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all the progress of the age, and all the discoveries of modern science.

It is to this form of Christianity, accepted as the true one by the great mass of those who call themselves Christians, and understood well by them, though a mystery to you, that I propose very shortly to invite your attention. Let us not only admit that it may be true, but see just what it is, and if there is any good reason why it should not be true.

But first let us find out what is the inherent weakness of the Christian systems to which you have been accustomed; why it is that they cannot reasonably command your assent, as being based on an unreasonable assumption.

CHAPTER II.

BIBLE PROTESTANTISM.

WHAT

HAT is the assumption of which I have

just spoken, which I say is the cause of the weakness of Christianity as generally understood by Englishmen and Americans, and which to some extent justifies them in thinking, as I have said many do think, that religion is a matter of the heart, not of the head ; that it commends itself to our sentiments, but not to our rational nature ?

It is that the Bible is the sole foundation on which the Christian religion must rest; not only that it is the Word of God, from Genesis to Revelation, but that nothing else is the word of God.

Before proceeding farther, I would ask you to observe the precise point here noted. It is not that the Bible is an inspired book, and the only inspired book recognized by Christians; for in that the Catholic Church agrees with Protestants, except that she recognizes as belonging to the Bible a few books which are also known and read by Protestants, which though sometimes given in their Bibles, and used by them in their churches, are considered of doubtful or of

merely human authority. So we cannot complain of their considering the Bible as God's Word; for all that they recognize as such, we also recognize in like manner.

It is true that there is a certain unreasonableness, which I shall speak of shortly, in Protestants maintaining that just these writings are inspired which they have selected for their Bible; in their feeling sure that every one of them is inspired from beginning to end, and that no other writing is. Catholics have a reason for confidence in their Bible, as will appear later on; but Protestants have none except the general acceptance of these writings by Christians, unless they fall back on the proof which we employ; but to do so would remove the whole basis of Protestantism itself, as will be seen when we come to speak of that proof.

But still belief in the Bible is not in itself a fault in Protestants; on the contrary, though it is somewhat illogical in them, we should and do thank God that they have retained it; and we wish it to be distinctly understood that Catholics have the same belief in and reverence for it that they have, and even more, as based on a more sufficient reason. We, even more than they, regard it as the Word of God, inspired by Him, and of conclusive authority in matters of religion. Our sermons, like those of Protestants, are founded, as a rule, on its text, and de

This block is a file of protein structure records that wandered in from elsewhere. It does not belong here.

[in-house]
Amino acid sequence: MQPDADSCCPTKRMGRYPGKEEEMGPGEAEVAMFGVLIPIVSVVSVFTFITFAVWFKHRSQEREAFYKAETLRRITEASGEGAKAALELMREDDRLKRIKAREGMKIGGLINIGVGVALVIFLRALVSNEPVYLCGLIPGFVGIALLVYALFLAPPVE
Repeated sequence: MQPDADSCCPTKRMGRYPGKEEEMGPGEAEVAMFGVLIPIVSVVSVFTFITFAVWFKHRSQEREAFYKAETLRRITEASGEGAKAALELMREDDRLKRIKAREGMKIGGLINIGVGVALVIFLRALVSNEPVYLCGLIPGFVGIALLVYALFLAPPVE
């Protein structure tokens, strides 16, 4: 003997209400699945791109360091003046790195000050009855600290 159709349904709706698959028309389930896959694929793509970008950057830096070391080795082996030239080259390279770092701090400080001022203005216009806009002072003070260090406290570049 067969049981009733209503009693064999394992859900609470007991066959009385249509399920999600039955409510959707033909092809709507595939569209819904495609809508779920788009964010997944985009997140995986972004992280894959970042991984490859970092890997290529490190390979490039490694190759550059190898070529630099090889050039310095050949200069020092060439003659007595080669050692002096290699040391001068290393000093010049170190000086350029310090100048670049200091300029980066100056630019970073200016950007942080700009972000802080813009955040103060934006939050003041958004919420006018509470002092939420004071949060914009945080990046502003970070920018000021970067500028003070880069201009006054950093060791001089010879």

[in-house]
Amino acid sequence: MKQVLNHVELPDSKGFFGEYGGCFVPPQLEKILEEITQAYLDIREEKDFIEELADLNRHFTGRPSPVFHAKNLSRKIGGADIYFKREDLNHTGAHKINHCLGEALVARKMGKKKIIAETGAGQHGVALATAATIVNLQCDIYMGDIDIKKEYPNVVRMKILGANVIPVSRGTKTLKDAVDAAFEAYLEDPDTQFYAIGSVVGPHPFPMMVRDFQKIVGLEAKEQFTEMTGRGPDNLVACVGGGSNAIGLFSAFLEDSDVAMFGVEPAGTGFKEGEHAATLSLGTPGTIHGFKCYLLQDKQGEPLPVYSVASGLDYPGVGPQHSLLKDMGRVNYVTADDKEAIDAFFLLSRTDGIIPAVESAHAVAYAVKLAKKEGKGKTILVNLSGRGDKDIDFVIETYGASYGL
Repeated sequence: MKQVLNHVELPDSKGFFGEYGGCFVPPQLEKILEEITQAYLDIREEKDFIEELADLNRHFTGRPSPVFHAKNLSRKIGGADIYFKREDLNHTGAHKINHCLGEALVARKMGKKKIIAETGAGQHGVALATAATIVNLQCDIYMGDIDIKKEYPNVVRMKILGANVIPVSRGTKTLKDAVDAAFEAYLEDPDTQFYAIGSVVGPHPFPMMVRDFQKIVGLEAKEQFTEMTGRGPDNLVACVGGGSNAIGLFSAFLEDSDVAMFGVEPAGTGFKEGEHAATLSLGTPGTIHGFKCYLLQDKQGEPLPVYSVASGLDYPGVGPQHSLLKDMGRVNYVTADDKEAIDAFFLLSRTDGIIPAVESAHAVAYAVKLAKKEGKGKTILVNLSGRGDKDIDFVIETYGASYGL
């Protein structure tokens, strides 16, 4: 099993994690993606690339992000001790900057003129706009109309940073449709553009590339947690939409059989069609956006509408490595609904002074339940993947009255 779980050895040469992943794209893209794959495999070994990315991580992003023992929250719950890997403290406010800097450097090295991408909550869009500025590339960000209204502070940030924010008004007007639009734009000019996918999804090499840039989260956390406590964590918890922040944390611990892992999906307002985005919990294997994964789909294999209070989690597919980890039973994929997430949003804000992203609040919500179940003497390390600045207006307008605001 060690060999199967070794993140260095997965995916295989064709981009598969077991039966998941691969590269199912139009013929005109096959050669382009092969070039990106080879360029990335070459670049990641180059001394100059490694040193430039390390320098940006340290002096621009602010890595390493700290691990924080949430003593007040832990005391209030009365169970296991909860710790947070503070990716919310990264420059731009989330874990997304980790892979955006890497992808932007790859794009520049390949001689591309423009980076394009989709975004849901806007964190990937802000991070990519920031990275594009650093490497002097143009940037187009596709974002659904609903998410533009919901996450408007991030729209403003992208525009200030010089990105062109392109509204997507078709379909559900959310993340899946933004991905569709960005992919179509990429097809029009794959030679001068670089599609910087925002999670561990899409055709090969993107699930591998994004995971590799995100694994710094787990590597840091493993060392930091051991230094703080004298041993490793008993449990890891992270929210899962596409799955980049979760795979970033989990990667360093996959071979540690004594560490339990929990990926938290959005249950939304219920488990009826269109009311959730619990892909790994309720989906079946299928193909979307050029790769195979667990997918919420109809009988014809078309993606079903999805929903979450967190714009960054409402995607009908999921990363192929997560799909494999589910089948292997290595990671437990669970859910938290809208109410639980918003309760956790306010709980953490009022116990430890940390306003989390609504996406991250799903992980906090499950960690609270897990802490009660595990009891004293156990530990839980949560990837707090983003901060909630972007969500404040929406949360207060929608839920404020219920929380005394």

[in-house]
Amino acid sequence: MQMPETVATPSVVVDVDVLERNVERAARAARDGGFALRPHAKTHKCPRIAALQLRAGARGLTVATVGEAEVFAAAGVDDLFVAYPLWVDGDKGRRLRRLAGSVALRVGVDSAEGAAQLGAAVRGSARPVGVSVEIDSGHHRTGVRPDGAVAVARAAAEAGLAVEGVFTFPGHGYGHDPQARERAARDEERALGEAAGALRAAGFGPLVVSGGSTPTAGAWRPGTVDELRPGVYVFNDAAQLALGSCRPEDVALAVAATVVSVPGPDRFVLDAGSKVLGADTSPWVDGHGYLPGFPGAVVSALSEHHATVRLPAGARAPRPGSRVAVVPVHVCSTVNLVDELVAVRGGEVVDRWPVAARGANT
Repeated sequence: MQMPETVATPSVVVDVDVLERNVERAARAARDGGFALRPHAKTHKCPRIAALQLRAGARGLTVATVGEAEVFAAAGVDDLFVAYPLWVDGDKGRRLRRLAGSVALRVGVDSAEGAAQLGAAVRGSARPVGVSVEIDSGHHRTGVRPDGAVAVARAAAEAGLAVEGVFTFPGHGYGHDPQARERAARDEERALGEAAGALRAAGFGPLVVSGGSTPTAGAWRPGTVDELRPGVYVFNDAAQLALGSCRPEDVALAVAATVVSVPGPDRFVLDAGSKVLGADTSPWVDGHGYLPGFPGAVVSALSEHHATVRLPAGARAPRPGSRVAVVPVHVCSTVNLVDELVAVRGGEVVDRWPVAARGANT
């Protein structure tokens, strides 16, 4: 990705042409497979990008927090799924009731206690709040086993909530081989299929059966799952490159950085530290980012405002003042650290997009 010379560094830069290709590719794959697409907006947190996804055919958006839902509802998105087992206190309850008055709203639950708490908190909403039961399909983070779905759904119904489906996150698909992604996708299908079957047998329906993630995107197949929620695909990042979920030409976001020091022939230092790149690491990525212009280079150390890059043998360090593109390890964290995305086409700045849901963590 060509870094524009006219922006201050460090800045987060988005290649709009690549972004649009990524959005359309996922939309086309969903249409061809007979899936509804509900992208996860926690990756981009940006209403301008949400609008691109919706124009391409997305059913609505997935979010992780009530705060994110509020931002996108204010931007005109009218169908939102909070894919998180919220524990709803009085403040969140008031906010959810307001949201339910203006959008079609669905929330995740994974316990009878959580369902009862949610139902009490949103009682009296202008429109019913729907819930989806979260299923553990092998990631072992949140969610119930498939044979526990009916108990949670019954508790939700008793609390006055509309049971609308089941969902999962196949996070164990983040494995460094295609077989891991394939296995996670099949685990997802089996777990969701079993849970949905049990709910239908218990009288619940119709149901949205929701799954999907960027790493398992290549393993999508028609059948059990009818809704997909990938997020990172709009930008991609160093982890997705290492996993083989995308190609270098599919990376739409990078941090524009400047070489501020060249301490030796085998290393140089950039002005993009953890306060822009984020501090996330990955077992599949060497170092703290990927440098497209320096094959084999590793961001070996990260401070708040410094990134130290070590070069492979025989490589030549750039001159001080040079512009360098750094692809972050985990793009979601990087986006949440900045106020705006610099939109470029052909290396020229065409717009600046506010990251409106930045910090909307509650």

voted to an explanation of its meaning. Our people are recommended to read it with the reverent and careful attention which so holy a book requires and deserves.

That the Bible is, then, a foundation, and a great and certain foundation, of the Christian religion is not the assumption which is the principal weakness of Protestantism ; though in a sense, as being with them an unreasonable assumption, it is a weakuess too. But after all, a belief, even though not well or logically established in a man's mind, is good if it be really true ; nothing false or ruinous is going to come from it; on the other land, it has in itself the germs of strength and life.

This, then, is 110t the dangerous assumption which has split Protestantism into so inany sects, and made it incapable of commanding the rational assent of man. It is not the belief that the Bible is a sure foundation for the Christian religion that has done the harm; no, it is the belief that it is its sole foundation.

This belief is absolutely unreasonable ; for it is either demonstrably false, or destructive of Christianity itself. Taken in the sense that it is the only foundation Christianity ever had, it is clearly false. In the sense that it is the only one now remaining, the foundation it gives is obviously inadequate ; Christianity becomes something whiclı once existed, but which has passed

into oblivion; it is as hopeless for us to acquire a sufficient knowledge of it as it would be to know thoroughly the manners and customs of the ancient Assyrians. We cannot tell whether some parts of our religion have not perished, quite as important and essential as those which the Bible contains. Practically, then, it is destroyed; it exists simply as a wreck.

Let us examine these two statements, and see if they are not correct. The first one is, that the Bible cannot have been the only foundation that ever existed for Christianity.

This is, we may say, self-evident; that is, it requires only the most elementary knowledge of history to make it clear to any one. At the time when the apostles set out to preach the gospel, and convert the world, the Old Testament was the only part of the Bible that had been written. But evidently it was not the Old Testament which they preached, though they certainly used it to confirm their preaching, in very much the same way, it may be remarked, that the Catholic Church uses the whole Bible to-day.

No; the bulk of their preaching was their own personal testimony to the great revelation which had been committed to their care. They spoke, as SS. Peter and John said (A.cts iv. 20), the things which they had seen and heard; as St. John says more explicitly

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